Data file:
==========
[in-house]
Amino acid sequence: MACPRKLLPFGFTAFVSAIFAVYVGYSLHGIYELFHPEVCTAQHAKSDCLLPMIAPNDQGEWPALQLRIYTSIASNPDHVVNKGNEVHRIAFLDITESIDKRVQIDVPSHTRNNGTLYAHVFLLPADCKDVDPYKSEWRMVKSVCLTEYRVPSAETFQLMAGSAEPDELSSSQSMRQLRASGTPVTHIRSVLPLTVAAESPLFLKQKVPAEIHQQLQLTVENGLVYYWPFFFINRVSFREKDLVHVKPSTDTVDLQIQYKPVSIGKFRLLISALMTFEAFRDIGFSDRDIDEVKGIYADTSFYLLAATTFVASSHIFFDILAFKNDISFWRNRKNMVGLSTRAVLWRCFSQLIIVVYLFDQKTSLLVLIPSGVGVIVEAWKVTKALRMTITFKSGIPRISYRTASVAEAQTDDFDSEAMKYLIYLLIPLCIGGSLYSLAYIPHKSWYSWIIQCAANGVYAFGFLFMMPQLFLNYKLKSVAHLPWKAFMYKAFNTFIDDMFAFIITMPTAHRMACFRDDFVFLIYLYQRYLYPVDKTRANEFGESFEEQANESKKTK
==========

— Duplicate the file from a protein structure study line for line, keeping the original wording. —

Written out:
[in-house]
Amino acid sequence: MACPRKLLPFGFTAFVSAIFAVYVGYSLHGIYELFHPEVCTAQHAKSDCLLPMIAPNDQGEWPALQLRIYTSIASNPDHVVNKGNEVHRIAFLDITESIDKRVQIDVPSHTRNNGTLYAHVFLLPADCKDVDPYKSEWRMVKSVCLTEYRVPSAETFQLMAGSAEPDELSSSQSMRQLRASGTPVTHIRSVLPLTVAAESPLFLKQKVPAEIHQQLQLTVENGLVYYWPFFFINRVSFREKDLVHVKPSTDTVDLQIQYKPVSIGKFRLLISALMTFEAFRDIGFSDRDIDEVKGIYADTSFYLLAATTFVASSHIFFDILAFKNDISFWRNRKNMVGLSTRAVLWRCFSQLIIVVYLFDQKTSLLVLIPSGVGVIVEAWKVTKALRMTITFKSGIPRISYRTASVAEAQTDDFDSEAMKYLIYLLIPLCIGGSLYSLAYIPHKSWYSWIIQCAANGVYAFGFLFMMPQLFLNYKLKSVAHLPWKAFMYKAFNTFIDDMFAFIITMPTAHRMACFRDDFVFLIYLYQRYLYPVDKTRANEFGESFEEQANESKKTK